Carbon-Neutral Production Of Methanol Via Direct Air Carbon Capture; Renewable Energy’s Land Demands and Native Peoples in the U.S.: An Analysis of Renewable Energy Infrastructure Development on Native Lands
Smith, Ciara Noelle, School of Engineering and Applied Science, University of Virginia
Anderson, Eric, EN-Chem Engr Dept, University of Virginia
Elliott, Travis, EN-Engineering and Society, University of Virginia
Norton, Peter, EN-Engineering and Society, University of Virginia
Industrial society’s dependence on fossil fuels has resulted in concerning concentrations of greenhouse gases in the atmosphere. As a result, rapid climate change places sensitive ecosystems in danger as they are unable to adapt quickly enough. As climate change and rising global tempertaures put human development in danger, climate scientists now emphasize the necessity for societies to reach net-zero emissions, or even net-negative emissions, within decades. To this end, this collection of both technical and social thesises explore the development and implementation of sustainable technologies.
For the technical portion of this project, a Direct Air Capture (DAC) system was designed to extract ambient carbon dioxide and process it into a purified carbon dioxide stream to be sent to a designed methanol synthesis plant. Methanol is an important chemical used as stock in many manufacturing processes, and can be burned as a fuel. However, current methods of making methanol depend on the combustion of fossil fuels. The proposed DAC to methanol synthesis plant seeks to develop a way to form methanol that does not rely on fossil fuels as well as to add to the collection of knowledge about an up-and-coming technology, direct air capture. DAC is achieved via the absorption of ambient carbon dioxide by a potassium hydroxide sorbent and a subsequent calcium caustic loop and recovery system, achieving a purified carbon dioxide stream while regenerating necessary reagents within the system. Methanol synthesis is achieved via a reverse-water-gas-shift reaction and subsequent methanol synthesis reaction utilizing ZnO/Al2O3 and Cu/ZnO/Al2O3 catalysts respectively.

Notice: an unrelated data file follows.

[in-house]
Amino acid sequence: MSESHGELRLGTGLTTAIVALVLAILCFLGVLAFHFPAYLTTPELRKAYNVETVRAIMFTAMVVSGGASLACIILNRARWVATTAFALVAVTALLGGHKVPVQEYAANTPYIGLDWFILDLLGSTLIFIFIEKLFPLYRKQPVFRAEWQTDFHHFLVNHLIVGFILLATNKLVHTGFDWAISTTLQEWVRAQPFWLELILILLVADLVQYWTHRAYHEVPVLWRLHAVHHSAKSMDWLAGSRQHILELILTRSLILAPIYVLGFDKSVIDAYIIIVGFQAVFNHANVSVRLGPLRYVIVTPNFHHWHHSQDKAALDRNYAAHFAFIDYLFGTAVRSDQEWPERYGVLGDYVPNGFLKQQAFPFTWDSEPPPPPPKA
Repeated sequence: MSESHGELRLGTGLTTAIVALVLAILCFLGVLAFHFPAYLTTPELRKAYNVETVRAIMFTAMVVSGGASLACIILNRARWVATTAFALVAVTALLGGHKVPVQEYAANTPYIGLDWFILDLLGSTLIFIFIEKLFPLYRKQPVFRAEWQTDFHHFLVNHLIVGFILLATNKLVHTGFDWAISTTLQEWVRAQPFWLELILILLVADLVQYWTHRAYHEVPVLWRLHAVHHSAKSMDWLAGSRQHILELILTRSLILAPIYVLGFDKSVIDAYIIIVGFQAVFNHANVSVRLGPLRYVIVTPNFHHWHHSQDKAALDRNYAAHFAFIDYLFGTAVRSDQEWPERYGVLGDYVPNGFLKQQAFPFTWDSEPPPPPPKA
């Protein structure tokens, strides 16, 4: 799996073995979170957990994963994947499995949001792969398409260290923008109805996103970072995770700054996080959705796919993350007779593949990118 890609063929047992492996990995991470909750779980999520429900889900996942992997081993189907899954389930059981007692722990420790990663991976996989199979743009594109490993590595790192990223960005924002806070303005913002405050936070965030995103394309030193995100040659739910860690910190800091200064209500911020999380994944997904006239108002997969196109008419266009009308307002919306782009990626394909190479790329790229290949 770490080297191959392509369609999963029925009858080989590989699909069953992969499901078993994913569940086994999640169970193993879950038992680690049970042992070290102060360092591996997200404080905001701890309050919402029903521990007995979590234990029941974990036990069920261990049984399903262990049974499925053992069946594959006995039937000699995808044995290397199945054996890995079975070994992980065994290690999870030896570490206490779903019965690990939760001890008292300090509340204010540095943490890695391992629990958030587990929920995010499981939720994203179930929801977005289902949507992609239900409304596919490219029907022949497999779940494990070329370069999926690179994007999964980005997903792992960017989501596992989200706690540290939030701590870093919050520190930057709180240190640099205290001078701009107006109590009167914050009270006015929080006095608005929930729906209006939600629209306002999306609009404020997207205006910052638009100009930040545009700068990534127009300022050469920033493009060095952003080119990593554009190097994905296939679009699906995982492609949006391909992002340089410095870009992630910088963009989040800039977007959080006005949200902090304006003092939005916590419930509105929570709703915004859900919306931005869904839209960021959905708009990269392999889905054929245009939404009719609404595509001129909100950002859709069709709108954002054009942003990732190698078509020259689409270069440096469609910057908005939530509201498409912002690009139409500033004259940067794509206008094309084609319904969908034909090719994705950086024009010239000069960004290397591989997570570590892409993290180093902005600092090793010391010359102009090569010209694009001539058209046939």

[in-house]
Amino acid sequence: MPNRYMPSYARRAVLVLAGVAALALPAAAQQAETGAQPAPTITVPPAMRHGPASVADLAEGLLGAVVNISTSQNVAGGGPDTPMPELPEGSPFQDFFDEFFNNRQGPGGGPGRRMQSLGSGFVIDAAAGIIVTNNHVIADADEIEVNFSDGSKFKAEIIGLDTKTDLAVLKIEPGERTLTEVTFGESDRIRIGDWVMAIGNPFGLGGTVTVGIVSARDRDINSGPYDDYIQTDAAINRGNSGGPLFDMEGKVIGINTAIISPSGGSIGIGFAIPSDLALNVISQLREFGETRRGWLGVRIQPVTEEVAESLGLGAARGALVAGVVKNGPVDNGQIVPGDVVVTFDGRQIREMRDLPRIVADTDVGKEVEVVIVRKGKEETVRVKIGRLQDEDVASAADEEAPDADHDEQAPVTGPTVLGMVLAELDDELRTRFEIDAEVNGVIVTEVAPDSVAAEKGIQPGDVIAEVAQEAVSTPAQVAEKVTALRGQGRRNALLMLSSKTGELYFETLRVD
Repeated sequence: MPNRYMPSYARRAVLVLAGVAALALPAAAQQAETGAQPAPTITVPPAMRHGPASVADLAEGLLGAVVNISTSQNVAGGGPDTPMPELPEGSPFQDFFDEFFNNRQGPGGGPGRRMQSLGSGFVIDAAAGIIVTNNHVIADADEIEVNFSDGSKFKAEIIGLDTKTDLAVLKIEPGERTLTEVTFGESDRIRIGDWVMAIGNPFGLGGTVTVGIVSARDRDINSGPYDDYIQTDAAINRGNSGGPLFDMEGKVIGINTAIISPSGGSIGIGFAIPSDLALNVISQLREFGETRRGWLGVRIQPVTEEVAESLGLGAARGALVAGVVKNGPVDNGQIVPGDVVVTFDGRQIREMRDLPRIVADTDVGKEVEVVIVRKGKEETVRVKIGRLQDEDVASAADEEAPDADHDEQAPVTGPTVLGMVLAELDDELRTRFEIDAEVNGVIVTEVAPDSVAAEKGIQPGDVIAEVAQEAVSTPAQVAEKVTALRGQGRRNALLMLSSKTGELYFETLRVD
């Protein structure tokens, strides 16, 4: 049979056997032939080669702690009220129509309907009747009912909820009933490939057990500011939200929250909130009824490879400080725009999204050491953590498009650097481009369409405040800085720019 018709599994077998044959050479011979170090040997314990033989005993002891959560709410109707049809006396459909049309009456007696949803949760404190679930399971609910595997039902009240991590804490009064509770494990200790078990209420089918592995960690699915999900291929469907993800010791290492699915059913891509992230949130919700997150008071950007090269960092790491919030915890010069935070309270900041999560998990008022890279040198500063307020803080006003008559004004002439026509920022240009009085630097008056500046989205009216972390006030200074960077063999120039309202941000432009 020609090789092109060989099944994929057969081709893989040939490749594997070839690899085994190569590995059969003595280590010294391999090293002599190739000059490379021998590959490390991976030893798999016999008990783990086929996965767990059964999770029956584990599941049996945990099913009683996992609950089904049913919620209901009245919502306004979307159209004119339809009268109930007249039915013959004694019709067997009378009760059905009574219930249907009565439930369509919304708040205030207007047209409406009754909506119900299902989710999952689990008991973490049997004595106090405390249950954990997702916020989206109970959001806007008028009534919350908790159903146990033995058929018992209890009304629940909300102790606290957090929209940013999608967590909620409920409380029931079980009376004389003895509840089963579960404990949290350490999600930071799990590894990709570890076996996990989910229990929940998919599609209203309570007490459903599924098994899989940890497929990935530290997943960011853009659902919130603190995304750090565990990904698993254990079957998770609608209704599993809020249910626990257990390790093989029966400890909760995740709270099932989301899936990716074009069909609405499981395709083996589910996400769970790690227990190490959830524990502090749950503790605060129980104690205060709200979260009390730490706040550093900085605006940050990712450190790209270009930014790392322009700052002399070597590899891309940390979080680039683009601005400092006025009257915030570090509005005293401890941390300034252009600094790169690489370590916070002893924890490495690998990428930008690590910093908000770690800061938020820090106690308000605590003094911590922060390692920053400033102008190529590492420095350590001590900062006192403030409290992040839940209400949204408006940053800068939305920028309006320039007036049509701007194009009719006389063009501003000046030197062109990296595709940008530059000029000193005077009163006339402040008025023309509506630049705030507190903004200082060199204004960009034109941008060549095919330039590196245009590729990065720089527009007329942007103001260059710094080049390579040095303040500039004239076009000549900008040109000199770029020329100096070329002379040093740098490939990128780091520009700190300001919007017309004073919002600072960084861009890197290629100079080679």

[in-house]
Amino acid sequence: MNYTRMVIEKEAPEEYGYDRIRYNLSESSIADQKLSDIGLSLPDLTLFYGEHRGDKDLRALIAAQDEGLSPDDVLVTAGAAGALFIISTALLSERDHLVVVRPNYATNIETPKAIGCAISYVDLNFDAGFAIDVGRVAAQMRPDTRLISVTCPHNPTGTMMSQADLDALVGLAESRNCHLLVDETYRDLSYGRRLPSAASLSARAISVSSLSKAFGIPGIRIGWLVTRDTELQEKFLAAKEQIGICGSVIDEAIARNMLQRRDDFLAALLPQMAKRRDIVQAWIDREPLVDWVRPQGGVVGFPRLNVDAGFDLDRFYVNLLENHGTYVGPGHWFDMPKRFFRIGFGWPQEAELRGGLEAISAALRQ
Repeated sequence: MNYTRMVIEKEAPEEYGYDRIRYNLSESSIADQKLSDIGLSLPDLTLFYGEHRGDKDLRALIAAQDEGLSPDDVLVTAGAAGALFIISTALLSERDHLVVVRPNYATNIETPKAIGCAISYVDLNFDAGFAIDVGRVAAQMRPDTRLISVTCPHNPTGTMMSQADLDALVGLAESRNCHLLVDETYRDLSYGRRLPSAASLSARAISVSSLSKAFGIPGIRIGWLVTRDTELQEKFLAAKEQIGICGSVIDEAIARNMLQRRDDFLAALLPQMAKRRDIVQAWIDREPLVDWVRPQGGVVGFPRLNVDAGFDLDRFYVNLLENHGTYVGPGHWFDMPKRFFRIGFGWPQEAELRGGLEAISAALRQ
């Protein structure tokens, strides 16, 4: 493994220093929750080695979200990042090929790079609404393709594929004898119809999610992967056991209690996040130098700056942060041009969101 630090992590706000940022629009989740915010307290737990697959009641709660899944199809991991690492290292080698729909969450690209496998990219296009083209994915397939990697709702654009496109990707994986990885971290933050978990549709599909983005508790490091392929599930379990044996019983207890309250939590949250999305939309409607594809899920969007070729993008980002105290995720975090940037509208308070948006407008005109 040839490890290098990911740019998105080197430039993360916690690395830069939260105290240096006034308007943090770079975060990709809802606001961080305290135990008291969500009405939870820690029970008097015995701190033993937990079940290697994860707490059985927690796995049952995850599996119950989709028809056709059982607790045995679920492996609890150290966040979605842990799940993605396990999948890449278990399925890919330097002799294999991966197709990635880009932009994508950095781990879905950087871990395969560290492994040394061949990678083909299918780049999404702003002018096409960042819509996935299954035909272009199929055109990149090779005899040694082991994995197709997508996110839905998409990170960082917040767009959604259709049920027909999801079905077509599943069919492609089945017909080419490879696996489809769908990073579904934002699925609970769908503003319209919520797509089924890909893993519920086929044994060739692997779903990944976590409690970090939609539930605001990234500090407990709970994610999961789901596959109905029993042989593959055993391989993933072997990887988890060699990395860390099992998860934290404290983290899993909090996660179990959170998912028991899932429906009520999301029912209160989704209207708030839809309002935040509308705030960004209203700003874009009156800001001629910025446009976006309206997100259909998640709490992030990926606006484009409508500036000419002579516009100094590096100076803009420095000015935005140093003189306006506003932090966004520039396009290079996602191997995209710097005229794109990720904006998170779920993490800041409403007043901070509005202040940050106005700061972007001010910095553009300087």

While this technical project could not be recommended under the base scenario studied due to lack of economic viability, there is hope that by selling the produced methanol at a premium or with plant optimiziation and technological improvements, DAC can be proliferated and processed carbon can be turned into useful materials in a profitable mannor.
Accompanying the technical project, a research report was synthesized to evaluate renewable energy infrastructure proliferation on lands owned by Native Americans. While Native Americans reside on 5% of total U.S soil, it is estimated that due to the geographical location of reservations, approximately 10% of US energy resources are contained within these territories. While starting renewable energy technology projects could improve Native communities by boosting the local economy, a long history of land dispossession and lack of regard for Native peoples rights could mean community members will be placed in a vulnerable position if they allow new developments. The social construction of technology framework was used to understand how proponents of renewable energy infrastructure and defenders of Native land rights will influence installments in and around Native communities. These two projects contribute to an overall goal of gaining a better understanding as to how sustainable technology is developed and placed, and the impacts that arise due to development, both in a technical and social sense.
BS (Bachelor of Science)
Direct Air Capture , Sustainable Methanol Synthesis, Renewable Energy , Native Lands, Sustainable Technology
School of Engineering and Applied Science
Bachelor of Science in Chemical Engineering
Technical Advisor: Eric Anderson
STS Advisor: Travis Elliott
Techincal Team Members: Rebecca Brown, Lillian Hyunh, Pyung Lee, Seong Hyeon Park